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The Most Famous

POLITICIANS from Uzbekistan

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This page contains a list of the greatest Uzbekistani Politicians. The pantheon dataset contains 15,577 Politicians, 28 of which were born in Uzbekistan. This makes Uzbekistan the birth place of the 88th most number of Politicians behind Armenia and Malaysia.

Top 10

The following people are considered by Pantheon to be the top 10 most legendary Uzbekistani Politicians of all time. This list of famous Uzbekistani Politicians is sorted by HPI (Historical Popularity Index), a metric that aggregates information on a biography’s online popularity. Visit the rankings page to view the entire list of Uzbekistani Politicians.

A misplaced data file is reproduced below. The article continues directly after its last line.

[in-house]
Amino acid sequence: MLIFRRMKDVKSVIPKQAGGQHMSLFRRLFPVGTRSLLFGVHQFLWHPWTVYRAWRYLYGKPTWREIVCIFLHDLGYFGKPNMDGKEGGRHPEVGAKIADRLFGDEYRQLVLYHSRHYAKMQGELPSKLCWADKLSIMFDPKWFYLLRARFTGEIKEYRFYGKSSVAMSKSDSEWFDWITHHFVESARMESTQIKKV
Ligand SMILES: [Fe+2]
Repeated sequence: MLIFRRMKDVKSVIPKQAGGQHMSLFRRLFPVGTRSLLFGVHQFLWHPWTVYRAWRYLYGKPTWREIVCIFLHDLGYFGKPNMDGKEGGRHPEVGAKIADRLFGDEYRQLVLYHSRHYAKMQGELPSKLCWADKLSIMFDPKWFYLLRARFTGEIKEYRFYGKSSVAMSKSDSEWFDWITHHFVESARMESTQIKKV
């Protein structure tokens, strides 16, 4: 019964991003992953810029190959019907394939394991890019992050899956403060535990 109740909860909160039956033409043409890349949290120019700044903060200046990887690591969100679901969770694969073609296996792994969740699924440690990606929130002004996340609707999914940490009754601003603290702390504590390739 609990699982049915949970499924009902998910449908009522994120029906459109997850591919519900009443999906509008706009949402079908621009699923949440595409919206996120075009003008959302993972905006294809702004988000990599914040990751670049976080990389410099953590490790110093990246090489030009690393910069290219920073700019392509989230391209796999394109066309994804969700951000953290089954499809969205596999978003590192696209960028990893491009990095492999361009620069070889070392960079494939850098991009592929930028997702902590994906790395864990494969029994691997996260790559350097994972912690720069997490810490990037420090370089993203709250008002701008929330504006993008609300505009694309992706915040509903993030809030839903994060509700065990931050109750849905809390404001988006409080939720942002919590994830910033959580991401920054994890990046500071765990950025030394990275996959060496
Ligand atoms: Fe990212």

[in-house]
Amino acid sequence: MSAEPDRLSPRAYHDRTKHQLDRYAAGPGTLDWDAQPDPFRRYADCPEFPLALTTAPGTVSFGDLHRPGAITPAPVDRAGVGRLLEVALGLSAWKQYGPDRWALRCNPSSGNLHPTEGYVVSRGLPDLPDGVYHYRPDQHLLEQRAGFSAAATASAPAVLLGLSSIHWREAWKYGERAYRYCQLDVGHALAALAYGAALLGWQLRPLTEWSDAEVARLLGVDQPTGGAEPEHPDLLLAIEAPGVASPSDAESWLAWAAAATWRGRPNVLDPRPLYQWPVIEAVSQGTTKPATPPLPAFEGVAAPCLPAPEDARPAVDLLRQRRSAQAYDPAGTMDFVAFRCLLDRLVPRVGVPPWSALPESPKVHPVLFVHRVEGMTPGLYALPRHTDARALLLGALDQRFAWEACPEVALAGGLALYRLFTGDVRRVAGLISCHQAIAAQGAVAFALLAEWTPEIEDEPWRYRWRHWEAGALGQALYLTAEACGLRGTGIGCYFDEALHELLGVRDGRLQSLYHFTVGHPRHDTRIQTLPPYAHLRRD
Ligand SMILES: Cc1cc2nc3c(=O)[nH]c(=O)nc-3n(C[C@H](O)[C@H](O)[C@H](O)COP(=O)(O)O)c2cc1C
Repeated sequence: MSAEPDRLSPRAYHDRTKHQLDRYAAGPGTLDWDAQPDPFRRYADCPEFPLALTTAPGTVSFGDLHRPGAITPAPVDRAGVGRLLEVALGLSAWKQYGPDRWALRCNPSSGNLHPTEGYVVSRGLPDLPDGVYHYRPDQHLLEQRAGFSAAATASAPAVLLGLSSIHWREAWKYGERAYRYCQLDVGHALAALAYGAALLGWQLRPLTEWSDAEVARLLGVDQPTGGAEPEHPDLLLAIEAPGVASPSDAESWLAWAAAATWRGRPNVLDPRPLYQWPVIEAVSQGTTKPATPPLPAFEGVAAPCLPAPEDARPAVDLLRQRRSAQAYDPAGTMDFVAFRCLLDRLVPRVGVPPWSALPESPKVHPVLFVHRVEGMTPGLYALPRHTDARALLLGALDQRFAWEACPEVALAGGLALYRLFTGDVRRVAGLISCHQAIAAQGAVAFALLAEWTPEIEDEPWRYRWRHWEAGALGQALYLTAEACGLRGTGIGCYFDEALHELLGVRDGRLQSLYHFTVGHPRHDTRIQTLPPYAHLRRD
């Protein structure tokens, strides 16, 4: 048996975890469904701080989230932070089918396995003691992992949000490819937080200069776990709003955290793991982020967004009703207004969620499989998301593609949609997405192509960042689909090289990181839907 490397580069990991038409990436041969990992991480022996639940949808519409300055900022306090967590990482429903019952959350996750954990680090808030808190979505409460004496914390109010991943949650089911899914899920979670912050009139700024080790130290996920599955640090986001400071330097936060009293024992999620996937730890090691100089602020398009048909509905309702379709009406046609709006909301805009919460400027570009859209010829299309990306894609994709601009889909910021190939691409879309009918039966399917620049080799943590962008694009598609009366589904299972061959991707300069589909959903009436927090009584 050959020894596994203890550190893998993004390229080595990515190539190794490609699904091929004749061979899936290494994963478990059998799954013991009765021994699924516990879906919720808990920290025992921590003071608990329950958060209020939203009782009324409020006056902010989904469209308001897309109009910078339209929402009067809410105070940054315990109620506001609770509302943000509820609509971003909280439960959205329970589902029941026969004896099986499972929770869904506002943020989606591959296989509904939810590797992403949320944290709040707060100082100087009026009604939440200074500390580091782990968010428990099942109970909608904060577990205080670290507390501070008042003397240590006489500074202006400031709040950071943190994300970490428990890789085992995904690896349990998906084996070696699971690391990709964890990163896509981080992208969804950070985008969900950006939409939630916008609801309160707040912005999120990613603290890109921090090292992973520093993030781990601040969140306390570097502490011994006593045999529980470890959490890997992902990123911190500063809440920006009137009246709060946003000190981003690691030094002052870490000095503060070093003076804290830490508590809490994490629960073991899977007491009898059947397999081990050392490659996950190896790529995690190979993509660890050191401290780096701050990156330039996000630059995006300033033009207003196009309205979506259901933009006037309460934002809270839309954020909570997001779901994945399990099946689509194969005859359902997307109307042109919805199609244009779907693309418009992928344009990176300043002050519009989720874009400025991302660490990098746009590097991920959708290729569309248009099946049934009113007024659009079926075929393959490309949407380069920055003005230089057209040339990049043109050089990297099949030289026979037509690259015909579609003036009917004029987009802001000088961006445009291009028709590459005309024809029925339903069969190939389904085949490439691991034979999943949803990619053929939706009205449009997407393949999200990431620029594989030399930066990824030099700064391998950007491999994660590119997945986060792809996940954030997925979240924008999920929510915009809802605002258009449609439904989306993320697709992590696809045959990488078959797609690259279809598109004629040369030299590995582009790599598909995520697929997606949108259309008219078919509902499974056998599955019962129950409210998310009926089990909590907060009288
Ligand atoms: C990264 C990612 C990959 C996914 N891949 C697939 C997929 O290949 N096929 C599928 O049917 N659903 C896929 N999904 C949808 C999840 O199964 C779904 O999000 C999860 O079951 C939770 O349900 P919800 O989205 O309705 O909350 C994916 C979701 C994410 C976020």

Photo of Babur

1. Babur (1483 - 1530)

With an HPI of 73.87, Babur is the most famous Uzbekistani Politician.  His biography has been translated into 85 different languages on wikipedia.